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Recent Examples on the Web: Verb The two-photo slideshow featured an image of the couple waving from the balcony after their wedding, and a more recent shot of the two together. Chloe Foussianes, Town & Country, "Kate Middleton, Prince William and More Royals Mark Queen Elizabeth and Prince Philip's Anniversary," 20 Nov. 2019 Bassam has been photographed waving his arms and pacing inside the buffer zone between the Turkish and Greek border posts. BostonGlobe.com, "ISIS Suspect Trapped at Turkish-Greek Border Is to Be Deported to U.S. - The Boston Globe," 15 Nov. 2019 The ceremony was broadcast on live TV, and captured the young prince smiling and waving in the procession up to the ceremony: Queen Elizabeth gifted him the Honours of the Principality of Wales, including a sword, ring, mantle, and coronet (crown). Katherine J Igoe, Marie Claire, "Did Prince Charles Go to Wales for a University Term, As 'The Crown' Depicts?," 11 Nov. 2019 Bastion is striking, with big, beautiful skies, banners realistically waving in the wind, and fascinating characters, like a humanoid, owl-like race that inhabits the zone. Samuel Axon, Ars Technica, "World of Warcraft: Shadowlands impressions: Leveling alts is about to get a lot more fun," 10 Nov. 2019 The Wright brothers patented their aircraft design and became so litigious that one of their rivals joked that a person jumping in the air and waving their arms would get sued. K.n.c., The Economist, "The value of freeing ideas, not just locking them up," 8 Nov. 2019 Director Lonny Price tries to infuse the farcical, bloody proceedings with antic comic energy, but his staging, including one scene in which the performers wave long, billowing white sheets to indicate paradise, feels forced more often than not. Frank Scheck, The Hollywood Reporter, "'Scotland, PA': Theater Review," 24 Oct. 2019 Wildcats everywhere, wave your hands up in the air because High School Musical: The Musical: The Series just got renewed for a second season, nearly a month ahead of its premiere on Disney+. De Elizabeth, Teen Vogue, ""High School Musical: The Musical: The Series" Renewed for a Second Season at Disney+," 19 Oct. 2019 After Williams was benched, he was seen heading to the locker room with a trainer momentarily to then come back out to the sideline, waving his arms in circles as if to regain feeling in his shoulders and throwing some warmup passes. David Furones, sun-sentinel.com, "N’Kosi Perry named Miami Hurricanes starting quarterback against Virginia," 9 Oct. 2019 Recent Examples on the Web: Noun The result was a wave of outrage that pulsed through Catalan cities during a week of rioting. Washington Post, "How Catalonia Remains a Thorn in Spanish Politics," 26 Nov. 2019 If the result is a wave of friendships between co-workers, the effect could be great for employee engagement and productivity. Brianna Holt, Quartz at Work, "Can friendships between men and women at work promote gender equality?," 25 Nov. 2019 For months, there had been waves of people leaving the company. Sara Ashley O'brien, CNN, "Inside WeWork's week from hell: How the mass layoffs went down," 22 Nov. 2019 Amid a wave of Democratic victories in the 2018 congressional elections, Lauren Underwood’s triumph in Illinois’s Fourteenth District, outside Chicago, was among the most unlikely. Peter Slevin, The New Yorker, "Lauren Underwood’s Illinois District Considers Impeachment," 22 Nov. 2019 This wave of attacks came as the October 15 deadline for people who had filed for extensions approached. Sean Gallagher, Ars Technica, "Researchers see spike in “out of season” IRS-impersonating phishing attacks," 20 Nov. 2019 Around the same time, a man who appears to be Andrew waves from Epstein's New York mansion. Elizabeth Palmer, CBS News, "Prince Andrew says he has "no recollection" of meeting Epstein accuser," 15 Nov. 2019 Yesterday there were waves that seemed to be the seashore. Colleen Barry, Anchorage Daily News, "Venice ‘on its knees’ after second-worst king-tide flood ever recorded," 13 Nov. 2019 Unlike two years ago, there wasn’t a distinct red or blue wave in the local elections yesterday. courant.com, "Nov. 6, 2019: There’s a new mayor in town," 6 Nov. 2019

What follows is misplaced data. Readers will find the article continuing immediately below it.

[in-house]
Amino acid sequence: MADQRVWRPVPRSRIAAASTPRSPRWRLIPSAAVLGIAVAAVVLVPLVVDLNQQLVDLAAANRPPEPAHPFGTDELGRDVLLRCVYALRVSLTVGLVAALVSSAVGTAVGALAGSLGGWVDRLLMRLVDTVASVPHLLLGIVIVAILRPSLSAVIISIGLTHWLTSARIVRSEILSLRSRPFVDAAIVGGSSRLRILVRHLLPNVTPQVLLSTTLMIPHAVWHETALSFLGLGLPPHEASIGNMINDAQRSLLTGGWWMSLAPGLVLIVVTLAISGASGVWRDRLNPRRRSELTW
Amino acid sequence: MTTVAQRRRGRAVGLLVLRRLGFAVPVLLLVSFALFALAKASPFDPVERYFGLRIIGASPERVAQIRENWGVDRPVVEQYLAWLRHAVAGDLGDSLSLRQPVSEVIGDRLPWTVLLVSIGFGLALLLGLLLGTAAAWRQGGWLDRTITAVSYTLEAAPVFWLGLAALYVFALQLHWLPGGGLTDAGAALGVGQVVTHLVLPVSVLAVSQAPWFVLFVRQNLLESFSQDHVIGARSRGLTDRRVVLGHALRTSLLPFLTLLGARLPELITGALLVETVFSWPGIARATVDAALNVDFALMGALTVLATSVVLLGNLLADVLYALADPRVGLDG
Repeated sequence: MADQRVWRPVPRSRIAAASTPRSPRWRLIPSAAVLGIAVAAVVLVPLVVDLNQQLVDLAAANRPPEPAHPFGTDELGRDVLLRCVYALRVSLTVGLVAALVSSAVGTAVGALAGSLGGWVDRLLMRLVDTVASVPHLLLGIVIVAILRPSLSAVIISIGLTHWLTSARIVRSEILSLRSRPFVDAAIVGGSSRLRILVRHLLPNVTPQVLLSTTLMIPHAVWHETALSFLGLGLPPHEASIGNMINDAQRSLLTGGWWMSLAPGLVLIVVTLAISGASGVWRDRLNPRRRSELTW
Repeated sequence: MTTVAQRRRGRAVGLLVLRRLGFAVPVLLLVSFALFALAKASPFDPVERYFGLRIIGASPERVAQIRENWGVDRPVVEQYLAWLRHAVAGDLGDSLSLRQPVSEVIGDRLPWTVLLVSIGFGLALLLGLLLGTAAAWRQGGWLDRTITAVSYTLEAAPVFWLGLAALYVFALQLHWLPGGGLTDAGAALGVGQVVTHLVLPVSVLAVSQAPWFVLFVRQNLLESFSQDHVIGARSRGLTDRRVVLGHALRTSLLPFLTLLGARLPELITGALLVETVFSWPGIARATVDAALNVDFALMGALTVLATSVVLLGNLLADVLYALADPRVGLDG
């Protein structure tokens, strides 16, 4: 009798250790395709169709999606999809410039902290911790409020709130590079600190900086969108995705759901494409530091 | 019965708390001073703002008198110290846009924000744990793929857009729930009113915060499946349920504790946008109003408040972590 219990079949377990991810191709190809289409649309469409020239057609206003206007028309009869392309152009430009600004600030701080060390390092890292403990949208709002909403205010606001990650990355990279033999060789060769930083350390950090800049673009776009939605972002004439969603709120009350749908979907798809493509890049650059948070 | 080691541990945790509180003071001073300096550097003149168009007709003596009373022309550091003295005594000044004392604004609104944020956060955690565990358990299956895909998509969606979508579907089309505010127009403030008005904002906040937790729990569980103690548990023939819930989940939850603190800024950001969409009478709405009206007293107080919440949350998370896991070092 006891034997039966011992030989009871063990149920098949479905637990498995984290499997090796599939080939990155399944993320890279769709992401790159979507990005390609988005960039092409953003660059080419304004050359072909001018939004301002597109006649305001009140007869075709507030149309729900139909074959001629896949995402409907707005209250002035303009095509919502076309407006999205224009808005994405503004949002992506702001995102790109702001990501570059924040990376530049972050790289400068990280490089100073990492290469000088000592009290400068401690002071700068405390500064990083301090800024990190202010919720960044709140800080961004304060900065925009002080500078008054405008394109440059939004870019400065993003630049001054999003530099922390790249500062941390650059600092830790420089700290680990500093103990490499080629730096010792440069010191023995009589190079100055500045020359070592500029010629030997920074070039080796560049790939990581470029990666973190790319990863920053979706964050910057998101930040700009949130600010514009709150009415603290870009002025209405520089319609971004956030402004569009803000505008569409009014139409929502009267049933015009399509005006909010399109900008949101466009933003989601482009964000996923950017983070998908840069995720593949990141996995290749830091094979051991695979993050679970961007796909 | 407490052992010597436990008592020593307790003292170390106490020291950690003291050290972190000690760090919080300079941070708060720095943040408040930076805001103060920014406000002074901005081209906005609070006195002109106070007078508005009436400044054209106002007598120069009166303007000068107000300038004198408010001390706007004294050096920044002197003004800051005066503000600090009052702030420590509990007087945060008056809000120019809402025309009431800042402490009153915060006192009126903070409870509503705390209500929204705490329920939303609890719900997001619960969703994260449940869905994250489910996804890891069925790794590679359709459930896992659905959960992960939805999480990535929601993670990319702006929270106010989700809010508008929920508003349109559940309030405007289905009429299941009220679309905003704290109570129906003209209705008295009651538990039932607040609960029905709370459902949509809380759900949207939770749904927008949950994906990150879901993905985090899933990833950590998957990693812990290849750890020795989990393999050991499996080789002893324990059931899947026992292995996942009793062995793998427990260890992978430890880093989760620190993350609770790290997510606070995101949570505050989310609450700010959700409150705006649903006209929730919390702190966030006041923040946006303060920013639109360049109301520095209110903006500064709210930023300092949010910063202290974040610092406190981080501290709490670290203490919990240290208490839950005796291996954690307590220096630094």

These example sentences are selected automatically from various online news sources to reflect current usage of the word 'wave.' Views expressed in the examples do not represent the opinion of Merriam-Webster or its editors. Send us feedback.